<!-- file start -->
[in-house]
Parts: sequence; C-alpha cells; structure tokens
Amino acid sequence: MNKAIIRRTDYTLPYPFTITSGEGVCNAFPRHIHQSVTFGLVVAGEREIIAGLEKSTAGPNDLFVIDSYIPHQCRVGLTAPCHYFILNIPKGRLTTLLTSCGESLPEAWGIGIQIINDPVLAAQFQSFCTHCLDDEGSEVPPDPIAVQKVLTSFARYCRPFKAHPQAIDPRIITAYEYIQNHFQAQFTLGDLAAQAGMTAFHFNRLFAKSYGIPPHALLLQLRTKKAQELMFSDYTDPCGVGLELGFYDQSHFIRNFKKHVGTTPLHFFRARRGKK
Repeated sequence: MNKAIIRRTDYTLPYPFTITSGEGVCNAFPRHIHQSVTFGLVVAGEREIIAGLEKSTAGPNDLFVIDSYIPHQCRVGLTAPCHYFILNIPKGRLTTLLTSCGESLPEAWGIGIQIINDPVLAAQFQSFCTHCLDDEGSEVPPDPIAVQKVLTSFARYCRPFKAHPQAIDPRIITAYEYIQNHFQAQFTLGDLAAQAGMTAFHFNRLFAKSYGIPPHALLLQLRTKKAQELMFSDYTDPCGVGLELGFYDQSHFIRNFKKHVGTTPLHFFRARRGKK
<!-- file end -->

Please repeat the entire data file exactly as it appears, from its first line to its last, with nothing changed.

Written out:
[in-house]
Parts: sequence; C-alpha cells; structure tokens
Amino acid sequence: MNKAIIRRTDYTLPYPFTITSGEGVCNAFPRHIHQSVTFGLVVAGEREIIAGLEKSTAGPNDLFVIDSYIPHQCRVGLTAPCHYFILNIPKGRLTTLLTSCGESLPEAWGIGIQIINDPVLAAQFQSFCTHCLDDEGSEVPPDPIAVQKVLTSFARYCRPFKAHPQAIDPRIITAYEYIQNHFQAQFTLGDLAAQAGMTAFHFNRLFAKSYGIPPHALLLQLRTKKAQELMFSDYTDPCGVGLELGFYDQSHFIRNFKKHVGTTPLHFFRARRGKK
Repeated sequence: MNKAIIRRTDYTLPYPFTITSGEGVCNAFPRHIHQSVTFGLVVAGEREIIAGLEKSTAGPNDLFVIDSYIPHQCRVGLTAPCHYFILNIPKGRLTTLLTSCGESLPEAWGIGIQIINDPVLAAQFQSFCTHCLDDEGSEVPPDPIAVQKVLTSFARYCRPFKAHPQAIDPRIITAYEYIQNHFQAQFTLGDLAAQAGMTAFHFNRLFAKSYGIPPHALLLQLRTKKAQELMFSDYTDPCGVGLELGFYDQSHFIRNFKKHVGTTPLHFFRARRGKK